Rewire Your Brain: Imaginary Problems!

How do we handle the human mind’s ability to create endless and continual problems… especially in the areas that we care about most, like our love lives! From a scientific perspective, the approach is largely to shut the mind off.   We will explore how this is accomplished, and how to overcome resistance to releasing the thinking mind.

We tend to believe what we think. Neuroscientists and cognitive behaviorist psychologists call this “cognitive fusion”. Spiritual traditions call this “delusion”. The reality is that Reality itself cannot be accurately perceived through a thought; at best you get a perspective, a story, one point of view. Our stories and own personal myths are exactly that, stories and myths. Today’s topic focuses on what scientists and scientific psychologists tell us to do with all that thinking when we know it’s gone astray and yet it seems to have a life of it’s own. Let’s look at the brain for the answer.

The old brain and the new brain are layered on top of each other. They used to say that there were three brains: the reptilian, mammalian and human brain. The center and bottom of our brains are much older in evolutionary terms and much more common among living beings. The neo-cortex, the big mass of gray matter on top that human’s have, is relatively new and unique in both in quantity and function.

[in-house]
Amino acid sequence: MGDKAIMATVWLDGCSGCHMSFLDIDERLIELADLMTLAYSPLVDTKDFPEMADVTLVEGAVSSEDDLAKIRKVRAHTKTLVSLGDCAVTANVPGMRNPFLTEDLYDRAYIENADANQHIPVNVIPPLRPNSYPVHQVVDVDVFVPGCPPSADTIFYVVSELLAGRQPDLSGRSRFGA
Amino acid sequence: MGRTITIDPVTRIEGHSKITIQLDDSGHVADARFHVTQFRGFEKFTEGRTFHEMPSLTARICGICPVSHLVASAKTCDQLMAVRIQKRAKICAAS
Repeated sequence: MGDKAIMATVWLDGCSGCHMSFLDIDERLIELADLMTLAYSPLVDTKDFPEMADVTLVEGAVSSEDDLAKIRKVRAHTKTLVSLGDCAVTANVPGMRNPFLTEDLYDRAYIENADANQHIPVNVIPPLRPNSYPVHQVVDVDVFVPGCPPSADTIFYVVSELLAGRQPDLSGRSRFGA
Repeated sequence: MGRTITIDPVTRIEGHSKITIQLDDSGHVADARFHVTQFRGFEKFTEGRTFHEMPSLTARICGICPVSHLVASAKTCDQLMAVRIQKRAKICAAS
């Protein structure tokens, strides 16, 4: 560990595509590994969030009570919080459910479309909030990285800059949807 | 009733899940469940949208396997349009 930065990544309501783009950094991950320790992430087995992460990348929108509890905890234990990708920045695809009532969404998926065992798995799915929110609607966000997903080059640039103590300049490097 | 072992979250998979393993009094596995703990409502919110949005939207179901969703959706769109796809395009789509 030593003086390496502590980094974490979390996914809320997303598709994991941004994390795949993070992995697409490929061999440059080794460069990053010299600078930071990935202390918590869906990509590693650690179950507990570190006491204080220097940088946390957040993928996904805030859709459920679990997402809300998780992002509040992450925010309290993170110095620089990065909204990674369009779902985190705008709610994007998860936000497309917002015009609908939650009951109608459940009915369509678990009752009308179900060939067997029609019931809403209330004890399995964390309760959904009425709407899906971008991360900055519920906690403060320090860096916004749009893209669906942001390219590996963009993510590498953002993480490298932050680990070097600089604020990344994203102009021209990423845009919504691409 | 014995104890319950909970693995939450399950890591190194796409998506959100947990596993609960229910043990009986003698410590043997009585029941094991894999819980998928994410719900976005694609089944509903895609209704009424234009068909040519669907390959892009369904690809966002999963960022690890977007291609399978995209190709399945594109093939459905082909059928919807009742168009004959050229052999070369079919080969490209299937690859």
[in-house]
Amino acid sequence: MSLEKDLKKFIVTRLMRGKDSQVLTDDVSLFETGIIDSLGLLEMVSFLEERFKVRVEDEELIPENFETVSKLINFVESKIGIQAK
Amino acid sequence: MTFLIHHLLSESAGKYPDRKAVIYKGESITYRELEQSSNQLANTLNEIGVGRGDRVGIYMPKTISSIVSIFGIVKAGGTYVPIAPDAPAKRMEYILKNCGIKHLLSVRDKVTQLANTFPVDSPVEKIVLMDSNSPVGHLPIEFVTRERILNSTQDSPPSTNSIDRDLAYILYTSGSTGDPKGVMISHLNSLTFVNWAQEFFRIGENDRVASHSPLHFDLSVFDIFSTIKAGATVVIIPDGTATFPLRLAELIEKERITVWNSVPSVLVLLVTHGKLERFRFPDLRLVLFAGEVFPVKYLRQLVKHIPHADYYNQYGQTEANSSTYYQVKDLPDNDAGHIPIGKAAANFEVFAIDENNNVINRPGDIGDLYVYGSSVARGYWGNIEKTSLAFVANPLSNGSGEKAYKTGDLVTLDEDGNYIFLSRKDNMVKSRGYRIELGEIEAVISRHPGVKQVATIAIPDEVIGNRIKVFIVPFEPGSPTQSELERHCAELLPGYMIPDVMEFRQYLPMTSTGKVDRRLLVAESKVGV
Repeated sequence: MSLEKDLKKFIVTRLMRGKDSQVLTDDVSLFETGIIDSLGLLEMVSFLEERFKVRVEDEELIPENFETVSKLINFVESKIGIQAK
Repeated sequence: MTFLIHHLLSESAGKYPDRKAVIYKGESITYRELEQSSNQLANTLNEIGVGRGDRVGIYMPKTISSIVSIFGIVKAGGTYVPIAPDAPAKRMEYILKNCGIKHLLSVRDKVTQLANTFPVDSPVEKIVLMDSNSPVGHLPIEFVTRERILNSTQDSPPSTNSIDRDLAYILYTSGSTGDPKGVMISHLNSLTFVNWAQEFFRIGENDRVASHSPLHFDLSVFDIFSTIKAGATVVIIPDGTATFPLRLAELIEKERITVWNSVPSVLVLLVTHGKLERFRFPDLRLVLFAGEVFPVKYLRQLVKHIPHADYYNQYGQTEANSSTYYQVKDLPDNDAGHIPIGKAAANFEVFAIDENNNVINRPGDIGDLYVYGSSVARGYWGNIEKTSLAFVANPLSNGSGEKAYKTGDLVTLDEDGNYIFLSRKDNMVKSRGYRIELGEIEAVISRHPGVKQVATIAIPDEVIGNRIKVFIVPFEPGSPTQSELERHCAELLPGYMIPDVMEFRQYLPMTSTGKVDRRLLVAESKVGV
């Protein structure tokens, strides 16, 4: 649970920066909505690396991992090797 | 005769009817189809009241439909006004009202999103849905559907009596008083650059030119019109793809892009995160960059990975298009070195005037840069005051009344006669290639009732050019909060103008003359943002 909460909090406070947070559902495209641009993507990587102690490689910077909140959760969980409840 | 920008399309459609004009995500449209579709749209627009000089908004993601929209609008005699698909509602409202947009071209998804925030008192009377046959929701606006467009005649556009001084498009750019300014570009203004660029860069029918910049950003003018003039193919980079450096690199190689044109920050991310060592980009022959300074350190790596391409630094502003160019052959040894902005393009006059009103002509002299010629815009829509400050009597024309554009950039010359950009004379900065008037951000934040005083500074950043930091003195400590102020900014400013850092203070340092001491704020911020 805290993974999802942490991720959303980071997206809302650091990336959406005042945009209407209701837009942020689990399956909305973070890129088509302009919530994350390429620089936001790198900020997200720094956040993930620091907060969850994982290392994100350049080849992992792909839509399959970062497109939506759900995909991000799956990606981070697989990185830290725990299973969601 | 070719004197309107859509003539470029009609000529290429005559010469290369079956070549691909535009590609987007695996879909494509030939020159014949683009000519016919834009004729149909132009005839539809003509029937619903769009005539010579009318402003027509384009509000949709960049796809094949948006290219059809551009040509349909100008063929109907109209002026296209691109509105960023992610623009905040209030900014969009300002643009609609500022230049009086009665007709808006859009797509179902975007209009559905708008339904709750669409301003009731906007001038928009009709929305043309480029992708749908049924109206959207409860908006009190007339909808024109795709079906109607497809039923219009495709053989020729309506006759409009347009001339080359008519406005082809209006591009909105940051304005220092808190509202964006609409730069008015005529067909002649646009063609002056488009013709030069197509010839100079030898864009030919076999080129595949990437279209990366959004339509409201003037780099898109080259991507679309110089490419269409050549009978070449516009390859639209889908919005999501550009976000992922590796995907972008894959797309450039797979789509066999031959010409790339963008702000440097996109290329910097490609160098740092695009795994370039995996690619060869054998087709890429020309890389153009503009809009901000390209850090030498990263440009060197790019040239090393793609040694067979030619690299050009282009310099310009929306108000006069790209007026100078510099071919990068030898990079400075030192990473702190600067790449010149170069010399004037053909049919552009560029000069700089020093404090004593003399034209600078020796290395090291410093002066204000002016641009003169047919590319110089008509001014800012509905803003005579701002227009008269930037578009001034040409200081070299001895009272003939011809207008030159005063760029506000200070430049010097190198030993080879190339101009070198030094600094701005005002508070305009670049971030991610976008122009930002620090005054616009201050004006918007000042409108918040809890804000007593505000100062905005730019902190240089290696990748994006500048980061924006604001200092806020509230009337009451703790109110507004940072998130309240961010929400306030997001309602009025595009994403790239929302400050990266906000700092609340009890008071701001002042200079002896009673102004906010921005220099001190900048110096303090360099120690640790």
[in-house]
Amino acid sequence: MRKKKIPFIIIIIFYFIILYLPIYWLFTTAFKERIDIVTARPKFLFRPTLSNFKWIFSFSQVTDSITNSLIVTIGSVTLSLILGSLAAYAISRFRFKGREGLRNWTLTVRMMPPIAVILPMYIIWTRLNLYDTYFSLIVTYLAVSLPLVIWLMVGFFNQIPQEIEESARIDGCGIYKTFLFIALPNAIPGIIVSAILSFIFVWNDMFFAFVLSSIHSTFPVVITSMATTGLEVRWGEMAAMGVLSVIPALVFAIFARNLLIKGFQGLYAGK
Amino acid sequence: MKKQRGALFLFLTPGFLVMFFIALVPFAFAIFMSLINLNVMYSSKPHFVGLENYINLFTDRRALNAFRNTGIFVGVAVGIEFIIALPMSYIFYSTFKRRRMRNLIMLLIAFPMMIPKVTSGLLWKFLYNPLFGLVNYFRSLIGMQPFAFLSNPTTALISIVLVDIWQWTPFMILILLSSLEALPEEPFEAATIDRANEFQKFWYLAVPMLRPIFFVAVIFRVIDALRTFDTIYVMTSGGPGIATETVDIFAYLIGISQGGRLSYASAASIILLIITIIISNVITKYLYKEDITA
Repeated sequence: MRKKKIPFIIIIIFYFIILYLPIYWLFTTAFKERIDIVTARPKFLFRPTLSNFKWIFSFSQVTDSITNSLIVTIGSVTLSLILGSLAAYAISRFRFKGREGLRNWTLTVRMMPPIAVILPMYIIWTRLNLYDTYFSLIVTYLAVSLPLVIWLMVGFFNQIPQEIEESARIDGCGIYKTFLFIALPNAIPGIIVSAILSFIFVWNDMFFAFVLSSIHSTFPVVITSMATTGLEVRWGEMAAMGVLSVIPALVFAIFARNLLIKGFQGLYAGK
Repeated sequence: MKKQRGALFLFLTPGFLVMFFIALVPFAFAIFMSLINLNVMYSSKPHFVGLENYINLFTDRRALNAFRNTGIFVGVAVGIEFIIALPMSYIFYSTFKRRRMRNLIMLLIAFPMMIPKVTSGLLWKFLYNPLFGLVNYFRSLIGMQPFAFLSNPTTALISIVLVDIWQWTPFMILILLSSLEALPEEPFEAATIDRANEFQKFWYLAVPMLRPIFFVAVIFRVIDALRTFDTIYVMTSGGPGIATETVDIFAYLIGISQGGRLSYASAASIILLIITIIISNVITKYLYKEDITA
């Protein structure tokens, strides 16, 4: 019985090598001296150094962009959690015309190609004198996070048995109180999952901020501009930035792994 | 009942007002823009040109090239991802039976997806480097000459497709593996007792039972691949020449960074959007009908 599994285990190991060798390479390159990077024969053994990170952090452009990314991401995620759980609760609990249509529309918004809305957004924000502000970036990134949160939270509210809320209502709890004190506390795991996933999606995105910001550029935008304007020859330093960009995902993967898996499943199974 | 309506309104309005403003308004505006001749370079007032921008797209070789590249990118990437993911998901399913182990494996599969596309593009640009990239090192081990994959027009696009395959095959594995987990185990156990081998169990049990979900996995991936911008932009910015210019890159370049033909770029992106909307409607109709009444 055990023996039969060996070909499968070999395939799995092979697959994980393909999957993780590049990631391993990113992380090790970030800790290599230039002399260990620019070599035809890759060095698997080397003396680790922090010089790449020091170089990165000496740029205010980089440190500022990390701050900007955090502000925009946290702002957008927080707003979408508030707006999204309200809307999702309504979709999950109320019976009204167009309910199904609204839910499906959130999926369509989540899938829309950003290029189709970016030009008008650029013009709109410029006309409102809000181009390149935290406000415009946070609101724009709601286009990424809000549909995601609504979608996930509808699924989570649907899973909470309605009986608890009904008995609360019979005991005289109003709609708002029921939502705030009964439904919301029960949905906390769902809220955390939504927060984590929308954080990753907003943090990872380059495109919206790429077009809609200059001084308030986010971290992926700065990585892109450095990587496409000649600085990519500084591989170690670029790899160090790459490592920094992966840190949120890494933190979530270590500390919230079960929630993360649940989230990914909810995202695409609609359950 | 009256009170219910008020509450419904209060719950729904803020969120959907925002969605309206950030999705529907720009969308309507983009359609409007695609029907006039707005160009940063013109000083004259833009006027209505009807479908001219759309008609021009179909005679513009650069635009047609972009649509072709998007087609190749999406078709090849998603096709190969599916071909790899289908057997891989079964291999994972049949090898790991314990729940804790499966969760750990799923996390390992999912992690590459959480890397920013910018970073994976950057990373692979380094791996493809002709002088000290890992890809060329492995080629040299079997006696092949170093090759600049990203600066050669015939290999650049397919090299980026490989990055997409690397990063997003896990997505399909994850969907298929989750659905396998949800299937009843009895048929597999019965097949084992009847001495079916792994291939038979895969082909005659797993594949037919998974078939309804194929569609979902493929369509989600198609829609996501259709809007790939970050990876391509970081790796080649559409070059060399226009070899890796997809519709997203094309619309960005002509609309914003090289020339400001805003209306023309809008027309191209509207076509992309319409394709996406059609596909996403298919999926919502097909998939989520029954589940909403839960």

The new brain allows us to do what we call thinking. The new brain creates a new mind. The new mind provides a breakthrough in perspective taking and in self-reflection. Perspective is the ability to reflect on something and self-reflect, to look at things from different points of view, including oneself. It goes without saying that this is incredibly useful. What is less commonly acknowledged is that it is, at least potentially, equally dangerous. Just think of some of the nasty thoughts you’ve had about yourself or the people you love or the creation of nuclear weapons. Believing all those thoughts, which we are prone to, is what scientists mean by “cognitive fusion”.